Many Ontario LTC home residents have experienced severe and potentially irreversible physical, cognitive, psychological, and functional declines as a result of precautionary public health interventions imposed on homes, such as limiting access to general visitors and essential caregivers, resident absences, and group activities. There has also been an increase in the prescribing of psychoactive drugs to Ontario LTC residents.

The accumulating evidence on COVID-19 in Ontario’s LTC homes has been leveraged in several ways to support public health interventions and policy during the pandemic. Ontario evidence showed that SARS-CoV-2 infections among LTC staff was associated with subsequent COVID-19 deaths among LTC residents, which motivated a public order to restrict LTC staff from working in more than one LTC home in the first wave.

Emerging Ontario evidence on risk factors for LTC home outbreaks and deaths has been incorporated into provincial pandemic surveillance tools. Public health directives now attempt to limit crowding in LTC homes by restricting occupancy to two residents per room. The LTC visitor policy was also revised to designate a maximum of two essential caregivers who can visit residents without time limits, including when a home is experiencing an outbreak.

Several further measures could be effective in preventing COVID-19 outbreaks, hospitalizations, and deaths in Ontario’s LTC homes. First, temporary staffing could be minimized by improving staff working conditions. Second, the risk of SARS-CoV-2 infection in staff could be minimized by measures that reduce the risk of transmission in communities with a high burden of COVID-19. Third, LTC homes could be further decrowded by a continued disallowance of three- and four-resident rooms and additional temporary housing for the most crowded homes.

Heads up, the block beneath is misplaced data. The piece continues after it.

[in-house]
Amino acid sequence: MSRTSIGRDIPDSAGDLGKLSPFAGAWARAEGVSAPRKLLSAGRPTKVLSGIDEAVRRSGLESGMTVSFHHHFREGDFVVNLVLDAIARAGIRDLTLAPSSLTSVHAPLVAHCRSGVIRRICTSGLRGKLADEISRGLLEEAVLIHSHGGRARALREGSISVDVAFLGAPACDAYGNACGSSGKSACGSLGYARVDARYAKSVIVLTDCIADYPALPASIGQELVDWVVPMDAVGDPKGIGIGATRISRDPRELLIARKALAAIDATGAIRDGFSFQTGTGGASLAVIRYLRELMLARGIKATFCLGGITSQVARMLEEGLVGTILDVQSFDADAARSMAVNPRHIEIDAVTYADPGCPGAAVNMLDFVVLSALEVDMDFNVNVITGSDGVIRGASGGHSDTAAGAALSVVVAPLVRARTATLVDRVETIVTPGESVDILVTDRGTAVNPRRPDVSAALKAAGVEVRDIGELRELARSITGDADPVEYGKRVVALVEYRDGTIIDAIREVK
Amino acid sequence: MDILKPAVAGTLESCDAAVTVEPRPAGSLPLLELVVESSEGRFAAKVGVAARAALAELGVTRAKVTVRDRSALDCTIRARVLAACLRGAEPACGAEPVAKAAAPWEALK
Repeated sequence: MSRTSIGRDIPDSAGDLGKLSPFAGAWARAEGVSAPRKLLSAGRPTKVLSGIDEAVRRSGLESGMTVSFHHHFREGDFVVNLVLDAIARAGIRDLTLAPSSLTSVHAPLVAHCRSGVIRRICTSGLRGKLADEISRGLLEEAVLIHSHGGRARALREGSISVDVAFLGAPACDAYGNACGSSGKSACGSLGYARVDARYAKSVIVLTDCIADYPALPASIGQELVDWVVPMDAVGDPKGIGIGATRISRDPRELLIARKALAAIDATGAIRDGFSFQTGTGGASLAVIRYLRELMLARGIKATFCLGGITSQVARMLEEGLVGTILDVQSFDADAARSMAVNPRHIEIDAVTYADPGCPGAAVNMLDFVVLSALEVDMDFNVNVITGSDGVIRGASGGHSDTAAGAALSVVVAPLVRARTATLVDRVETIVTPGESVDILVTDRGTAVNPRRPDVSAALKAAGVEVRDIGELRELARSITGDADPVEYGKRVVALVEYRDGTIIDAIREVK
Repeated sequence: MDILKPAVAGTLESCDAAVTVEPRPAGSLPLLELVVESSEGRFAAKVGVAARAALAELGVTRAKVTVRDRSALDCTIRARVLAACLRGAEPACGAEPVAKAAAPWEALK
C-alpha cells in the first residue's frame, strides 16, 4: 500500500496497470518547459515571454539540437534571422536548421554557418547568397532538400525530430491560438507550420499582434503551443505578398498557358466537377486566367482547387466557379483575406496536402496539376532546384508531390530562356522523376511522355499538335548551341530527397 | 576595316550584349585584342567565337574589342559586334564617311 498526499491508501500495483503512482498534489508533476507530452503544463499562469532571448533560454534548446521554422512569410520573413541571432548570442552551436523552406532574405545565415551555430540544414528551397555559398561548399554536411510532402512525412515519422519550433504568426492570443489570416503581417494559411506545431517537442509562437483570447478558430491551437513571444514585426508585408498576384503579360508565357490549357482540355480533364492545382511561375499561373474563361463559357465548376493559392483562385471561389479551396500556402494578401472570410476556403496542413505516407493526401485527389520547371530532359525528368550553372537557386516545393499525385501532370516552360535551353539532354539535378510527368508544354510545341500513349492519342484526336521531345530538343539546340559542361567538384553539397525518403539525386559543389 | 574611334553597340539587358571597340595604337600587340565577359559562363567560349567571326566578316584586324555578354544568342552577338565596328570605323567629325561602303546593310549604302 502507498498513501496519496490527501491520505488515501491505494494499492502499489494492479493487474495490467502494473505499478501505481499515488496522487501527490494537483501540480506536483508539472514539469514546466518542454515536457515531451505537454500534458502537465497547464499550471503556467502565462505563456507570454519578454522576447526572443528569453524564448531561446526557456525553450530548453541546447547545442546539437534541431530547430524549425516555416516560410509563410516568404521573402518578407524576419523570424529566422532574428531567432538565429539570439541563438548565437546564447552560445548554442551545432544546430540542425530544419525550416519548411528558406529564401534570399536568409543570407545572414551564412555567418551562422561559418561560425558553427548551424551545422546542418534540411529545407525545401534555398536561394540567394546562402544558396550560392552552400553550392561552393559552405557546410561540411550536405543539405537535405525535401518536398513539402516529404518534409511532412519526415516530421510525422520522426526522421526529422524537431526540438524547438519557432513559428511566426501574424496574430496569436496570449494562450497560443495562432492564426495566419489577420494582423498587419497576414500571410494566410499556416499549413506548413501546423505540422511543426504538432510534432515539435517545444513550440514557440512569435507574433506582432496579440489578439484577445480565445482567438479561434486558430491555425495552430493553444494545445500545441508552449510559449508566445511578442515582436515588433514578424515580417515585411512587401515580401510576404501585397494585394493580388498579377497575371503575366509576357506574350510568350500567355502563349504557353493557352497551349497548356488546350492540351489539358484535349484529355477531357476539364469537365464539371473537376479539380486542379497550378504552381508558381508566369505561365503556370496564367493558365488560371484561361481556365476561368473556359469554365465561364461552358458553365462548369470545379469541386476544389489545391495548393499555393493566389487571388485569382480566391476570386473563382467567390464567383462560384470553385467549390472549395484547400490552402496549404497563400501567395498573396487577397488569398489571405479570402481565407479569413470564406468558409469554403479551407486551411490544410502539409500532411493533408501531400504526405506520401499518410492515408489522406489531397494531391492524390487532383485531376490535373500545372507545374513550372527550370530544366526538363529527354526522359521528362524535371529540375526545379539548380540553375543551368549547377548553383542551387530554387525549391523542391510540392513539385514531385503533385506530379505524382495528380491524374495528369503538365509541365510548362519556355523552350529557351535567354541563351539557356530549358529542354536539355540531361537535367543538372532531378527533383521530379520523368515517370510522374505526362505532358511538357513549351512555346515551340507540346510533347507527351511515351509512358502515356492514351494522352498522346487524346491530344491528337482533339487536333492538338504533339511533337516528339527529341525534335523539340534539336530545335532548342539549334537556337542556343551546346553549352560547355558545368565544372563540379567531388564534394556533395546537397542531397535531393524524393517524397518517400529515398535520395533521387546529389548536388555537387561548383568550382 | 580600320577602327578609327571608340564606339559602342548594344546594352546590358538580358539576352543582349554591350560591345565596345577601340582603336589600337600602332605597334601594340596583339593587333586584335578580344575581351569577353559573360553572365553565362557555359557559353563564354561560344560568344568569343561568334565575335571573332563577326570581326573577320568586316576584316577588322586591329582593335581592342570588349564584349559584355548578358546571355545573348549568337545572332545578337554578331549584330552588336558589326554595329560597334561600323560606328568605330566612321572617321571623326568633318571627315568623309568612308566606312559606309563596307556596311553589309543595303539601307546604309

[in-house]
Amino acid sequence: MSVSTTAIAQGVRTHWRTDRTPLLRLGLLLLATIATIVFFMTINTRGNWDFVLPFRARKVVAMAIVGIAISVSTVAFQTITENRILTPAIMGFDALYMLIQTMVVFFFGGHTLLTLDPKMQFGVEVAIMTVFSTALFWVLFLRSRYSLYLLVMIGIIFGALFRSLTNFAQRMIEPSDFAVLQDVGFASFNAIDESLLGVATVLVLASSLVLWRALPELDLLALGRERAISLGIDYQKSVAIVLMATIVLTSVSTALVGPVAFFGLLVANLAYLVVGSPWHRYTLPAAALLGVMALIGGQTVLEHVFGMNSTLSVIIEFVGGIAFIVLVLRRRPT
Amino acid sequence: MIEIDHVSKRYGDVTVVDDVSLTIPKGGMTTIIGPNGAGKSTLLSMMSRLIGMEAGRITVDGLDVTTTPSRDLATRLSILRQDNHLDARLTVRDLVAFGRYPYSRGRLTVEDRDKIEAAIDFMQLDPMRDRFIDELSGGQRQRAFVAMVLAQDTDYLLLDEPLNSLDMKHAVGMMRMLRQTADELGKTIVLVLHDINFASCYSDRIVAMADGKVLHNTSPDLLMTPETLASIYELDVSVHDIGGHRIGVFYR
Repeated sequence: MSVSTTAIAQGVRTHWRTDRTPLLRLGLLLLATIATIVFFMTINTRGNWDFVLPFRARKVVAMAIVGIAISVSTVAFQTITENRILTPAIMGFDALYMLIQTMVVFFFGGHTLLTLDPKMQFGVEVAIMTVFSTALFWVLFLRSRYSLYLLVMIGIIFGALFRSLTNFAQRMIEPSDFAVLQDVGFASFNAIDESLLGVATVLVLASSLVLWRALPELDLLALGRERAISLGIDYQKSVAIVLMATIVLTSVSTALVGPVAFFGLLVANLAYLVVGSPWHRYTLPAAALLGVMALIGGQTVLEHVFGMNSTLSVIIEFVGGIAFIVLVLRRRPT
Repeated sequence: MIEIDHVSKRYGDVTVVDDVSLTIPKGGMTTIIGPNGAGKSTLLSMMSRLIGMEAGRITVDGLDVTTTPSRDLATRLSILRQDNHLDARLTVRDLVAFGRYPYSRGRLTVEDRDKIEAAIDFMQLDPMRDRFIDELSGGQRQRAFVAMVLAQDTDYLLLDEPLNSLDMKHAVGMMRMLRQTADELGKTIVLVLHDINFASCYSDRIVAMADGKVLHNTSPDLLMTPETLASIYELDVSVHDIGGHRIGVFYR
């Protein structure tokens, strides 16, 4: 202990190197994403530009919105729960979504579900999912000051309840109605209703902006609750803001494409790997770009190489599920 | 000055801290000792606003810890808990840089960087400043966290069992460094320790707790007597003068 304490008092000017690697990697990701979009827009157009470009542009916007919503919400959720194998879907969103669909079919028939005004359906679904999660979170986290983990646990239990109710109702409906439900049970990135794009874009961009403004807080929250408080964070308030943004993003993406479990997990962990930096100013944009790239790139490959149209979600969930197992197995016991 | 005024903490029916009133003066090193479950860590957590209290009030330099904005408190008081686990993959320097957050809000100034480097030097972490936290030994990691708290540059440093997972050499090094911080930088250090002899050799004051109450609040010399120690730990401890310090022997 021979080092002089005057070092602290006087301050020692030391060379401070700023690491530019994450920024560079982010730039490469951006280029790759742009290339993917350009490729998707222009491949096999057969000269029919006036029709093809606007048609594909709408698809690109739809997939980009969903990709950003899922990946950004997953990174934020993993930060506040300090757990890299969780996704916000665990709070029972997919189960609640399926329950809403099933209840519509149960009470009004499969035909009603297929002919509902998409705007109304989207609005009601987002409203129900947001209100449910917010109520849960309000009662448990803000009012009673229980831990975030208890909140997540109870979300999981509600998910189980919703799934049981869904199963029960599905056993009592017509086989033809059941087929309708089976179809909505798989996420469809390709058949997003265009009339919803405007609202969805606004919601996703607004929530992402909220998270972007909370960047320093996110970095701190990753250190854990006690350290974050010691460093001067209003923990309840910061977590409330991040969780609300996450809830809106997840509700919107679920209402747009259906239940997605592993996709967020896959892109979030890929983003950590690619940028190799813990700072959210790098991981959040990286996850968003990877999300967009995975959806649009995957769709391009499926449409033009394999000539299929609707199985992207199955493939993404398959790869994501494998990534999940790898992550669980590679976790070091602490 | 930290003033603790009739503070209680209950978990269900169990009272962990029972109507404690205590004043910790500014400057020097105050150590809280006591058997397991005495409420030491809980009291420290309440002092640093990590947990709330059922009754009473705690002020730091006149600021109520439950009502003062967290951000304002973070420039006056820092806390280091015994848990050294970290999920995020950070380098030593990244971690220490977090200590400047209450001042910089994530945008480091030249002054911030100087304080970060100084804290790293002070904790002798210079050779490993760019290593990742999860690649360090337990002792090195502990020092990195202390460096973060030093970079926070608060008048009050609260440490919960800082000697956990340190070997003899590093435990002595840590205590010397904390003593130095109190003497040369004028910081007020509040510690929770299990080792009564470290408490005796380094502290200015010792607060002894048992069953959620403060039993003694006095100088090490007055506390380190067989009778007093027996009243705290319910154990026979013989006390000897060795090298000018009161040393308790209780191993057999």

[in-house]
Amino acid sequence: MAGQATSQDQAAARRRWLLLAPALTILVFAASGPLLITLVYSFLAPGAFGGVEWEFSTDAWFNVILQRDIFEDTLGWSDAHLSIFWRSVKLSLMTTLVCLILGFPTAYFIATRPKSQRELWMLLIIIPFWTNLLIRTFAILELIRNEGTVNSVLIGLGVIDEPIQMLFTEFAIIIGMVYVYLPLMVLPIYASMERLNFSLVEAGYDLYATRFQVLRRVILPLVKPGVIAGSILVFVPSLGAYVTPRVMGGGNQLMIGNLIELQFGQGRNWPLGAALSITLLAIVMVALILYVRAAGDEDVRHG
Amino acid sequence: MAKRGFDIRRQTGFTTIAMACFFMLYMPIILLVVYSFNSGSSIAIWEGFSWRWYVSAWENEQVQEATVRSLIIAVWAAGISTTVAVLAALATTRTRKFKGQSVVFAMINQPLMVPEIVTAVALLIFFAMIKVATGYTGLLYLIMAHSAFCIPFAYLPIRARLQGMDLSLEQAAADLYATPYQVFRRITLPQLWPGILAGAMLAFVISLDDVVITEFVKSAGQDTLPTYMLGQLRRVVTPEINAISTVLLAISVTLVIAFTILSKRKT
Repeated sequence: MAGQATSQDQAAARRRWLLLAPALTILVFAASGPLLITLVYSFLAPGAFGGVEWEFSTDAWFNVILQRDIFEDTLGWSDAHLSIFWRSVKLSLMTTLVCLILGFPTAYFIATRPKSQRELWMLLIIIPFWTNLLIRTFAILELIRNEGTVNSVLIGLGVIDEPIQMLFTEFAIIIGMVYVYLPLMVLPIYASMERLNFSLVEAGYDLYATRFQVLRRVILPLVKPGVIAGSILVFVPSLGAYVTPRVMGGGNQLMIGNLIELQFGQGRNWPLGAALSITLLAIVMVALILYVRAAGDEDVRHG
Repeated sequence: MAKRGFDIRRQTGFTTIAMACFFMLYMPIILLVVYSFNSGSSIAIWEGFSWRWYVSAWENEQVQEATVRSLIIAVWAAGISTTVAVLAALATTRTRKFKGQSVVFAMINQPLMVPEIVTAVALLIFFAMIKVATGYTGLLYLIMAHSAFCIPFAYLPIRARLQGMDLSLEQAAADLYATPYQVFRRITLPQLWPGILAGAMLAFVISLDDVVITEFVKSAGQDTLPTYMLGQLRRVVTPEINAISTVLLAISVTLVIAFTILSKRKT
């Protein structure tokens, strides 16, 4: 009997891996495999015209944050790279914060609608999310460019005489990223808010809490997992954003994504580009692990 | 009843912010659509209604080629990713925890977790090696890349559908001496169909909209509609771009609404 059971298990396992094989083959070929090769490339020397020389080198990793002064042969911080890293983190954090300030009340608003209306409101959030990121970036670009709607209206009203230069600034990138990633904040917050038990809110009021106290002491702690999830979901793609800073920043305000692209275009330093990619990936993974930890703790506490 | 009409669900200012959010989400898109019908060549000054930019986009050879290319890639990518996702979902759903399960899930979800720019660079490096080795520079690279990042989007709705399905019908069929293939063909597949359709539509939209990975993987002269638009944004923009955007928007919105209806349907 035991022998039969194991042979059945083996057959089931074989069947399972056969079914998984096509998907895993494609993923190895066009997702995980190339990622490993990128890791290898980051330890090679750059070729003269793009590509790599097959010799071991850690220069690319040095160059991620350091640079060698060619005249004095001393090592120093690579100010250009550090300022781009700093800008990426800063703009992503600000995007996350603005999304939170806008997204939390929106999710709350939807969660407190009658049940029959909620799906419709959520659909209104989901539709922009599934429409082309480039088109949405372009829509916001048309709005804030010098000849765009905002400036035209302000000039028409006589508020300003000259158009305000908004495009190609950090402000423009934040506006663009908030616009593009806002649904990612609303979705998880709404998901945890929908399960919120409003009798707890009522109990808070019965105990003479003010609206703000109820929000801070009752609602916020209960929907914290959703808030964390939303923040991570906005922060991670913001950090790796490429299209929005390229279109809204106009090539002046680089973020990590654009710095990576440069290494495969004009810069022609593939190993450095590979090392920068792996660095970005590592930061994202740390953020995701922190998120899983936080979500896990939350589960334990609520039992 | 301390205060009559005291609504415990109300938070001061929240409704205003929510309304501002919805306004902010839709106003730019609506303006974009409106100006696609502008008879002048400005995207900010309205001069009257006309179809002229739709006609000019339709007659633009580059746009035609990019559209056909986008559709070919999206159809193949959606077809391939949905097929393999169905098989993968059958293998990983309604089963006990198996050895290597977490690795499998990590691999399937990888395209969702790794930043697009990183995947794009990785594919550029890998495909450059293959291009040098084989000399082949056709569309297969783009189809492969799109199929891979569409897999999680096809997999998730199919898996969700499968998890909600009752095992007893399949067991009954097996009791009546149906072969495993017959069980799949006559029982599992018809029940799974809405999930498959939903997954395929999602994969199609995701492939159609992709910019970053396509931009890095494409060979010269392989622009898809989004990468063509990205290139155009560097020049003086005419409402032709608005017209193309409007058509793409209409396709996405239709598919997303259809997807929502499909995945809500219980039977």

Other important issues include improved prevention and detection of SARS-CoV-2 infection in LTC staff, enhanced infection prevention and control (IPAC) capacity within the LTC homes, a more balanced and nuanced approach to public health measures and IPAC strategies in LTC homes, strategies to promote vaccine acceptance amongst residents and staff, and further improving data collection on LTC homes, residents, staff, visitors and essential caregivers for the duration of the COVID-19 pandemic.

Interpretation

Comparisons of the first and second waves of the COVID-19 pandemic in the LTC setting reveal improvement in some but not all epidemiological indicators. Despite this, the second wave is now intensifying within LTC homes and without action we will likely experience a substantial additional loss of life before the widespread administration of COVID-19 vaccines.

The predictors of outbreaks, the spread of infection, and deaths in Ontario’s LTC homes are well documented and have remained unchanged between the first and the second wave. Some of the evidence on COVID-19 in Ontario’s LTC homes has been effectively leveraged to support public health interventions and policies. Several further measures (Box 1), if implemented, have the potential to prevent additional LTC home COVID-19 outbreaks and deaths.

Box 1. Measures That Could Be Effective in Preventing COVID-19 Outbreaks, Hospitalizations, and Deaths in Ontario’s LTC Homes
 

Document Information & Citation

Citation: Stall NM, Brown KA, Jones A, et al. COVID-19 and Ontario’s long-term care homes. Science Briefs of the Ontario COVID-19 Science Advisory Table. 2020;1(5). https://doi.org/10.47326/ocsat.2020.01.05.1.0

Author Affiliations: The affiliations of the members of the Ontario COVID-19 Science Advisory Table can be found at https://covid19-sciencetable.ca/.

Declarations of Interest: The declarations of interest of the members of the Ontario COVID-19 Science Advisory Table can be found at https://covid19-sciencetable.ca/.

Copyright: 2020 Ontario COVID-19 Science Advisory Table. This is an open access document distributed under the terms of the Creative Commons Attribution License, which permits unrestricted use, distribution, and reproduction in any medium, provided that the original work is properly cited.

The views and findings expressed in this Science Brief are those of the authors and do not necessarily reflect the views of all of the members of the Ontario COVID-19 Science Advisory Table and its partners.